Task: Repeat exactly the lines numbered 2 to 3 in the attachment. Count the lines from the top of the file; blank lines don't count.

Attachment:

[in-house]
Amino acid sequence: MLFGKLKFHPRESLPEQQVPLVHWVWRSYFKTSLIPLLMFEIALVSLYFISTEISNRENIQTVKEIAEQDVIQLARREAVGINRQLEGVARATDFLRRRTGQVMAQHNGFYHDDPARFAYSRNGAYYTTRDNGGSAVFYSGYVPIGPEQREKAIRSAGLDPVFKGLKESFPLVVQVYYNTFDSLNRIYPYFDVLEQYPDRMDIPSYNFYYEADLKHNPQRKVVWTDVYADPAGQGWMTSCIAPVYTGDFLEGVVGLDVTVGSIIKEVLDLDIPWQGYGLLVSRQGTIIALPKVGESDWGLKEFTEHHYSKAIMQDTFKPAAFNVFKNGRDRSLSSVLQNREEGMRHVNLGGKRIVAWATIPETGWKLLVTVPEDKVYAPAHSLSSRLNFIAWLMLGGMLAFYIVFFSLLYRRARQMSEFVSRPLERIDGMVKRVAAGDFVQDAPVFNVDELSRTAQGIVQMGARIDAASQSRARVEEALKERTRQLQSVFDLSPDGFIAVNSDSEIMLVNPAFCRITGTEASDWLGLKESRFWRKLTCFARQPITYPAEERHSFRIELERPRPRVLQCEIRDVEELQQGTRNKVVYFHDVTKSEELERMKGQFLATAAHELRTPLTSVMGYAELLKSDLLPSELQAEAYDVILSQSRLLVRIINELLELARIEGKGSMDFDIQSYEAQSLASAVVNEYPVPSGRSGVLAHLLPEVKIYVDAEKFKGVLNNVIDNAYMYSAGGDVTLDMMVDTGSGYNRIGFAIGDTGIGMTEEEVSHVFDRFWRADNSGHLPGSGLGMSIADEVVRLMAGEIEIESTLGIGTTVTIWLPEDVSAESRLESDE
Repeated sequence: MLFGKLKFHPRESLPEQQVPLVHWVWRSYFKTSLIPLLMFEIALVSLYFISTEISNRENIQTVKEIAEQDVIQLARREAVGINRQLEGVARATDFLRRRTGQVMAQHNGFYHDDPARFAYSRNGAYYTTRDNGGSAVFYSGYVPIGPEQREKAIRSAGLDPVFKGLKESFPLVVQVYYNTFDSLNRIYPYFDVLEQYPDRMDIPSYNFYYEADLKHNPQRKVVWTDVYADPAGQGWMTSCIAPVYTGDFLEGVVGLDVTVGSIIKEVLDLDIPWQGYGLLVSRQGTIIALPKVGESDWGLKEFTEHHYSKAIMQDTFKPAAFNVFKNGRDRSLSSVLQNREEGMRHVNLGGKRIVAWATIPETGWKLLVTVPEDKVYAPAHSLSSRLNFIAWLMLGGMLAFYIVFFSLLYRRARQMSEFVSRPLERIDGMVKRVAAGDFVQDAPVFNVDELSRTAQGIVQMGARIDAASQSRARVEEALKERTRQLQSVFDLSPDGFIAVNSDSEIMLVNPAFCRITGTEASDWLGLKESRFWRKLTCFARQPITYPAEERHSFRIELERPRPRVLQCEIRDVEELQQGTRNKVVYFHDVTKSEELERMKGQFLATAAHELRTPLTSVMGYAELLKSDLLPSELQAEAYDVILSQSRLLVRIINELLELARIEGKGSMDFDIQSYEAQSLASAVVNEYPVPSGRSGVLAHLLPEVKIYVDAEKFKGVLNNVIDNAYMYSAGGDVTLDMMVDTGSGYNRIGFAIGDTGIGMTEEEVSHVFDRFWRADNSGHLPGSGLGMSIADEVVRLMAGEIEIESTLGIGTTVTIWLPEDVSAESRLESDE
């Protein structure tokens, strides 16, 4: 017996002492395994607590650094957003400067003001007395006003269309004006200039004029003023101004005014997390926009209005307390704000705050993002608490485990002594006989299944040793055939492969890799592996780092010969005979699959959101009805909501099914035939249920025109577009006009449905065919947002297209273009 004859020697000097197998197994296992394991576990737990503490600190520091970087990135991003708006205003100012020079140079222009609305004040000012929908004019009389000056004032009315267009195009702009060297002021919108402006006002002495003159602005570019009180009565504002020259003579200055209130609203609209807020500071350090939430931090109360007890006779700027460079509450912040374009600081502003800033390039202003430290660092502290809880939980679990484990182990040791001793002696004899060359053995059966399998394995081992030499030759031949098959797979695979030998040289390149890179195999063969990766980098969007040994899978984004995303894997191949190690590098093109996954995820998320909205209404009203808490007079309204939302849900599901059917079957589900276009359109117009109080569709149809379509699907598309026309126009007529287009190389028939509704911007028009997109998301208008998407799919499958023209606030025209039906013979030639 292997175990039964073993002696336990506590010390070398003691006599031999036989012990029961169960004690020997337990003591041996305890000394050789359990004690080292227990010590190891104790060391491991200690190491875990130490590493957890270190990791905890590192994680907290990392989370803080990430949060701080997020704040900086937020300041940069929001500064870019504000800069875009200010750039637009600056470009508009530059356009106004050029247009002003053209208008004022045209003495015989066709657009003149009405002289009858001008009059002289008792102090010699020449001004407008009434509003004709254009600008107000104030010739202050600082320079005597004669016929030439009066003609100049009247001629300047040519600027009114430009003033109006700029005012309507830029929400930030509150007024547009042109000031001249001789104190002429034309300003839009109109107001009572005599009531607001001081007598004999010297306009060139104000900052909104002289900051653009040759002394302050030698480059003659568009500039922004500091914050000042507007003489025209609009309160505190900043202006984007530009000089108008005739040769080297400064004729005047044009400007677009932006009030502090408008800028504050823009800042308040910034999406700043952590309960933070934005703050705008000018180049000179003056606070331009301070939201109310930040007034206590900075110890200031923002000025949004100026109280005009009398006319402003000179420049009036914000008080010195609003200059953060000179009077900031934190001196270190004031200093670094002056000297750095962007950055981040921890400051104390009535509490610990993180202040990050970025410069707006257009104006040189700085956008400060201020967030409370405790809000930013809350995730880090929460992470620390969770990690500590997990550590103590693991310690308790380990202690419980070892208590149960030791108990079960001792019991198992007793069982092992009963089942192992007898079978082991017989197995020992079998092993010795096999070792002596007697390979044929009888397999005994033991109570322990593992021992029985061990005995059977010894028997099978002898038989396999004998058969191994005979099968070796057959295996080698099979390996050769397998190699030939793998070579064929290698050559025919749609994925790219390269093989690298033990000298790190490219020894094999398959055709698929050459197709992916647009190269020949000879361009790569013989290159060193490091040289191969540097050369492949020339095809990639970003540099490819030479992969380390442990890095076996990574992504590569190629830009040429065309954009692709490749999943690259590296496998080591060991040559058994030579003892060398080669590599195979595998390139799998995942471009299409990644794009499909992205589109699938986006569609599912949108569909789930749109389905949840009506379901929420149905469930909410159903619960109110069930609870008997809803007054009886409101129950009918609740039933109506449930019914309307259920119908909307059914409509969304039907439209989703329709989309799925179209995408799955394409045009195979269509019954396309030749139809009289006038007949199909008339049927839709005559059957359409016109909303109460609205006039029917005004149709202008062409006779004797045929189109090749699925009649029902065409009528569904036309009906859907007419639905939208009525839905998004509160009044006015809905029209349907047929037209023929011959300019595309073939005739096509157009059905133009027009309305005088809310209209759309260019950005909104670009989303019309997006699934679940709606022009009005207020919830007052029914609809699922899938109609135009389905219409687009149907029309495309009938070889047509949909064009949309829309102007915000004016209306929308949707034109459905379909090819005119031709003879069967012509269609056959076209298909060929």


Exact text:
Amino acid sequence: MLFGKLKFHPRESLPEQQVPLVHWVWRSYFKTSLIPLLMFEIALVSLYFISTEISNRENIQTVKEIAEQDVIQLARREAVGINRQLEGVARATDFLRRRTGQVMAQHNGFYHDDPARFAYSRNGAYYTTRDNGGSAVFYSGYVPIGPEQREKAIRSAGLDPVFKGLKESFPLVVQVYYNTFDSLNRIYPYFDVLEQYPDRMDIPSYNFYYEADLKHNPQRKVVWTDVYADPAGQGWMTSCIAPVYTGDFLEGVVGLDVTVGSIIKEVLDLDIPWQGYGLLVSRQGTIIALPKVGESDWGLKEFTEHHYSKAIMQDTFKPAAFNVFKNGRDRSLSSVLQNREEGMRHVNLGGKRIVAWATIPETGWKLLVTVPEDKVYAPAHSLSSRLNFIAWLMLGGMLAFYIVFFSLLYRRARQMSEFVSRPLERIDGMVKRVAAGDFVQDAPVFNVDELSRTAQGIVQMGARIDAASQSRARVEEALKERTRQLQSVFDLSPDGFIAVNSDSEIMLVNPAFCRITGTEASDWLGLKESRFWRKLTCFARQPITYPAEERHSFRIELERPRPRVLQCEIRDVEELQQGTRNKVVYFHDVTKSEELERMKGQFLATAAHELRTPLTSVMGYAELLKSDLLPSELQAEAYDVILSQSRLLVRIINELLELARIEGKGSMDFDIQSYEAQSLASAVVNEYPVPSGRSGVLAHLLPEVKIYVDAEKFKGVLNNVIDNAYMYSAGGDVTLDMMVDTGSGYNRIGFAIGDTGIGMTEEEVSHVFDRFWRADNSGHLPGSGLGMSIADEVVRLMAGEIEIESTLGIGTTVTIWLPEDVSAESRLESDE
Repeated sequence: MLFGKLKFHPRESLPEQQVPLVHWVWRSYFKTSLIPLLMFEIALVSLYFISTEISNRENIQTVKEIAEQDVIQLARREAVGINRQLEGVARATDFLRRRTGQVMAQHNGFYHDDPARFAYSRNGAYYTTRDNGGSAVFYSGYVPIGPEQREKAIRSAGLDPVFKGLKESFPLVVQVYYNTFDSLNRIYPYFDVLEQYPDRMDIPSYNFYYEADLKHNPQRKVVWTDVYADPAGQGWMTSCIAPVYTGDFLEGVVGLDVTVGSIIKEVLDLDIPWQGYGLLVSRQGTIIALPKVGESDWGLKEFTEHHYSKAIMQDTFKPAAFNVFKNGRDRSLSSVLQNREEGMRHVNLGGKRIVAWATIPETGWKLLVTVPEDKVYAPAHSLSSRLNFIAWLMLGGMLAFYIVFFSLLYRRARQMSEFVSRPLERIDGMVKRVAAGDFVQDAPVFNVDELSRTAQGIVQMGARIDAASQSRARVEEALKERTRQLQSVFDLSPDGFIAVNSDSEIMLVNPAFCRITGTEASDWLGLKESRFWRKLTCFARQPITYPAEERHSFRIELERPRPRVLQCEIRDVEELQQGTRNKVVYFHDVTKSEELERMKGQFLATAAHELRTPLTSVMGYAELLKSDLLPSELQAEAYDVILSQSRLLVRIINELLELARIEGKGSMDFDIQSYEAQSLASAVVNEYPVPSGRSGVLAHLLPEVKIYVDAEKFKGVLNNVIDNAYMYSAGGDVTLDMMVDTGSGYNRIGFAIGDTGIGMTEEEVSHVFDRFWRADNSGHLPGSGLGMSIADEVVRLMAGEIEIESTLGIGTTVTIWLPEDVSAESRLESDE